Many machine builders talk about seeing what their customers see. However, fewer were founded by an end user who built his entire business around knowing other users' points of view.
Before he founded Janda Co. (www.jandawelders.com) in 1960, Bob White, Sr., served in the U.S. Navy and worked for Chrysler Motors, where he maintained and supervised welding machines. So, when he started his resistance welding machine company, he knew what his customers were going to want and need.
"My dad repaired a lot of machines, and so he always kept the user's perspective," says Bob White, Jr. "He designed and built machines that were simple, easy to use and always at a good price. He also didn't want our machines to be complicated and believed this was good engineering."
Located in Corona, California, Janda started out developing standard welders, which now include 42 types of resistance welders. Much of Janda's growth has been fueled by creating special welders for specific applications such as constructing tail-cones for Boeing's airplanes. Most of these specials were firsts in their respective industries.
Over the years, Janda also began to design and build weld forming machines and zig-zag wire equipment. One of its customized welding machine lines forms, assembles and welds wire into 8-ft, 3-D panels to which users add stucco or foam to create wall sections or other construction components. "The 3-D panels were invented when a customer came to us with the idea, and my dad designed the form and machine to do it," explains White.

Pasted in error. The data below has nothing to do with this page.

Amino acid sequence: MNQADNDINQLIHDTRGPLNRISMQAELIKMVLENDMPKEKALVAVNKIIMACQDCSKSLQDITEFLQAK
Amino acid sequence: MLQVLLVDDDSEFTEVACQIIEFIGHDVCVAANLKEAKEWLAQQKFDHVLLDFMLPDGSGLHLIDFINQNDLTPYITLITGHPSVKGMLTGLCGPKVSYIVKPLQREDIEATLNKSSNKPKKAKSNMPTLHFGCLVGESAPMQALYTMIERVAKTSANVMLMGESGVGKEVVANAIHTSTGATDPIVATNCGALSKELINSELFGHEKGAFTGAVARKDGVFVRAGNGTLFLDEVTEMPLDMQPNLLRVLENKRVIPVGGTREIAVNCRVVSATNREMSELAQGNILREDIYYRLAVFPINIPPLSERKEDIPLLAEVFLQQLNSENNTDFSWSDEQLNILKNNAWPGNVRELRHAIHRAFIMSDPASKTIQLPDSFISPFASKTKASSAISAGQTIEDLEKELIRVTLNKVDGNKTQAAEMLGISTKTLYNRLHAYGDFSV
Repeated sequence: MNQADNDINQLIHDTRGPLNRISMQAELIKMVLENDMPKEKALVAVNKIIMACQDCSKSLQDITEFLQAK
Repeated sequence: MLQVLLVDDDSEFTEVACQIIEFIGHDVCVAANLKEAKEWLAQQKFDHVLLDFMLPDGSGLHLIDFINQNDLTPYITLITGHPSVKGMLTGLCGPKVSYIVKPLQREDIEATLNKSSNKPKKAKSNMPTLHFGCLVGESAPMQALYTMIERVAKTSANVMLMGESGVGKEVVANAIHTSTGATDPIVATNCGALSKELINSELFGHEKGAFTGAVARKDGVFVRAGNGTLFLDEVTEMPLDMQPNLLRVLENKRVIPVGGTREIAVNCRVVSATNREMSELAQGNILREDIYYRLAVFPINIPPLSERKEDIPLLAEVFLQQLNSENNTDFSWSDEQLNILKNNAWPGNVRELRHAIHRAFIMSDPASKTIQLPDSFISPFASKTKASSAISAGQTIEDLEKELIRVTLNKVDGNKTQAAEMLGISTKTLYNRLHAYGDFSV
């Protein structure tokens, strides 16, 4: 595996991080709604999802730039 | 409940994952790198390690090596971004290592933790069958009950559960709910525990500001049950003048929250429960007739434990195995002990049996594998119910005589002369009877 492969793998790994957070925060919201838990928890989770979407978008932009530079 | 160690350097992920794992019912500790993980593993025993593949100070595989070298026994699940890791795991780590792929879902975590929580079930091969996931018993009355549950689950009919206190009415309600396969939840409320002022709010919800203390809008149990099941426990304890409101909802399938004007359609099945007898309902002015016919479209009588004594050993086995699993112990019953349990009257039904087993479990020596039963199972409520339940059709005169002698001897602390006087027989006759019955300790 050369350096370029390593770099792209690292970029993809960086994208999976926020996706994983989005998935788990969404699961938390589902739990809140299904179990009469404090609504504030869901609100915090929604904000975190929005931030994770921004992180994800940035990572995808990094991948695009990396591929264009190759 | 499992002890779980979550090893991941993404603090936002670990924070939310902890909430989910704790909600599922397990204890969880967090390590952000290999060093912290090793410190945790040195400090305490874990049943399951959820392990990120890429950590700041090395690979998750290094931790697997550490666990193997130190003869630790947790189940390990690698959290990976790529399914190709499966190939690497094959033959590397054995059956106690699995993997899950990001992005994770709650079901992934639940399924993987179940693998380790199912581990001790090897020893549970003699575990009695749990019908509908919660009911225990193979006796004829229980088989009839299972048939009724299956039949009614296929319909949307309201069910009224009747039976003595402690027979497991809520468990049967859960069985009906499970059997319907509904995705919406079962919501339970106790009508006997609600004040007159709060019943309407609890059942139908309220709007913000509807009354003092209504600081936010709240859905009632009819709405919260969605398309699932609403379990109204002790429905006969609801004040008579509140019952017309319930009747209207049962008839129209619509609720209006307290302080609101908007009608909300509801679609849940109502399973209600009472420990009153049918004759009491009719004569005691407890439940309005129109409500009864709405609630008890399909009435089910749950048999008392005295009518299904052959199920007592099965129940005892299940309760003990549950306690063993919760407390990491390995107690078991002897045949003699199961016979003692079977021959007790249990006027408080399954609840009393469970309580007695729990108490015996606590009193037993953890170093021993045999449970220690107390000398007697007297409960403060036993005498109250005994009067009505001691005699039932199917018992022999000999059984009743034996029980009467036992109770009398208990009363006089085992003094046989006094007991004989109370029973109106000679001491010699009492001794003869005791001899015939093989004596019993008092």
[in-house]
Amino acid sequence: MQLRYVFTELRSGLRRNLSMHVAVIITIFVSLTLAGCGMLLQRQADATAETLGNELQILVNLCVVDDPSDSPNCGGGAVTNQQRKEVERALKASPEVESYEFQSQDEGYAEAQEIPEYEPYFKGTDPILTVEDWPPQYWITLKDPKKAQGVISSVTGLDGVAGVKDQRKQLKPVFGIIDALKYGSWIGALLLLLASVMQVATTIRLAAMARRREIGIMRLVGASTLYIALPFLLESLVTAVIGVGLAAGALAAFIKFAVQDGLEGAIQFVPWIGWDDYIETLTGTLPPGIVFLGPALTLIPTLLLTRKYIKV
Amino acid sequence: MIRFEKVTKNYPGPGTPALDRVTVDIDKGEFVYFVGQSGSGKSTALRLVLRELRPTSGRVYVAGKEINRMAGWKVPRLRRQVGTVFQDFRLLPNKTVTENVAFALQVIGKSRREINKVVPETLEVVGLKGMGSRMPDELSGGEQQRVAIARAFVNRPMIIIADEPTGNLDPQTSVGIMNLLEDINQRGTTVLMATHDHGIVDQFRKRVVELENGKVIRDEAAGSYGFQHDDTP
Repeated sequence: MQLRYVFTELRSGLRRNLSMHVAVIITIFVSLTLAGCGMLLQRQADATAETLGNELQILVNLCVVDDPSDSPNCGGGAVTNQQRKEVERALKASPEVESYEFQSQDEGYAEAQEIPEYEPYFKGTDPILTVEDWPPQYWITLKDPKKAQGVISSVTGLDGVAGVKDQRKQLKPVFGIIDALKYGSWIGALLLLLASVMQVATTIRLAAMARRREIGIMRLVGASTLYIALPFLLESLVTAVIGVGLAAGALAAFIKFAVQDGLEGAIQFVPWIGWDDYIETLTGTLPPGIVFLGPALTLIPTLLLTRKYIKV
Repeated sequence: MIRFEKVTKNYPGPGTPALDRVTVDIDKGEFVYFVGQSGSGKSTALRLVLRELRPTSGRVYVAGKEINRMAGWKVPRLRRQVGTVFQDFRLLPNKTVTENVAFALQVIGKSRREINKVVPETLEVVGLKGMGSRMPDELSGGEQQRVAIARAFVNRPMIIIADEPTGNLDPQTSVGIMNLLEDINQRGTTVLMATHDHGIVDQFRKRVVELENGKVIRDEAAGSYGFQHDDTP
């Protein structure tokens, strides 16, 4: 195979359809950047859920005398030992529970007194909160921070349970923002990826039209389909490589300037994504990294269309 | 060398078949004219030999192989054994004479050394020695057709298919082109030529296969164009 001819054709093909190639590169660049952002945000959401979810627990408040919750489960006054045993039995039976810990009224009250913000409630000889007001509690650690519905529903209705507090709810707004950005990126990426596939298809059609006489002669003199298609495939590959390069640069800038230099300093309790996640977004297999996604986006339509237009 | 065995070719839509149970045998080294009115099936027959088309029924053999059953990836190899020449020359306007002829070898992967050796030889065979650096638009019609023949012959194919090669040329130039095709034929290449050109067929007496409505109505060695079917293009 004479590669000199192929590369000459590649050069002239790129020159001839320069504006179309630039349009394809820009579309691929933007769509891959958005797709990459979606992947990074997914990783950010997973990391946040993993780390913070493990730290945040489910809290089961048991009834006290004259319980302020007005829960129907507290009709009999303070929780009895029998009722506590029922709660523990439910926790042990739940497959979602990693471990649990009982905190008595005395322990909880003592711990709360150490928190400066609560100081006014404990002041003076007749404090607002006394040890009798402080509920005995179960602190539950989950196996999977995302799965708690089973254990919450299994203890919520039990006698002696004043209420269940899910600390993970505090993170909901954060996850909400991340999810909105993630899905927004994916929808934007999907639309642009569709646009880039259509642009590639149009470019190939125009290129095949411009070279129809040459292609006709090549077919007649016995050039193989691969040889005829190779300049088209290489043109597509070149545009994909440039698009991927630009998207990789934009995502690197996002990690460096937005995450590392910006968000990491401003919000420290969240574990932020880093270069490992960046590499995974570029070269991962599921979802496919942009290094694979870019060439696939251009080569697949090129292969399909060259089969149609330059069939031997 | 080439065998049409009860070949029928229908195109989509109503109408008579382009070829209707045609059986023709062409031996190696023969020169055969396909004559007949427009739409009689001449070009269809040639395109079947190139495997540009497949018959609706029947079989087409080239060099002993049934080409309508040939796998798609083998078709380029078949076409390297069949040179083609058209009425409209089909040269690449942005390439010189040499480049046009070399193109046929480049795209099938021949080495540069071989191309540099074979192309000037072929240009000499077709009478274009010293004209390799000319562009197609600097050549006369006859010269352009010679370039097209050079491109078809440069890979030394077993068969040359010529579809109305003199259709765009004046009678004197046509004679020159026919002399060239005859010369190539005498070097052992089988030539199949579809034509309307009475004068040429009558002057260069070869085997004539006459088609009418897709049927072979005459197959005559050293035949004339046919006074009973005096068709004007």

Some of the panel welders can be 120–130 ft long, and naturally their controls have evolved over time, too. They started out hardwired and then gained Ethernet ports four or five years ago. Now, they have 20 Ethernet ports, Rockwell Automation's CompactLogix PLCs, six or seven ac inverter drives, one servo drive and PanelView HMIs to help supervise 12 welding controls and I/O points.
Besides moving to Ethernet-based controls and saving wire, White reports that Janda benefited as PLCs shrank over the years. "A PLC with 20 I/O used to be 18 x 18 in., but now it can fit in your hand, and that saves us a lot of space," he says.
"Using Ethernet and smaller controls requires a lot less wire, and this helps us keep our machines simple, which follows my dad's machine building philosophy," adds White. "My dad was old-school and still liked to design on the board, but he was also fascinated by new technology. We actually put in some smaller PLCs before he passed away, and he liked them and thought they were pretty cool." The company founder died in June 2008.
Today, White adds that Janda's latest welders are even more automated and are available with built-in weld checkers capable of stopping a machine if it's unable to achieve a good weld, which reduces scrap parts. The new welders' controls also have Internet access that can transmit machine performance anywhere and even allow remote repairs. All these new technologies further simplify the machines and keep on following White's father's philosophy of keeping it simple.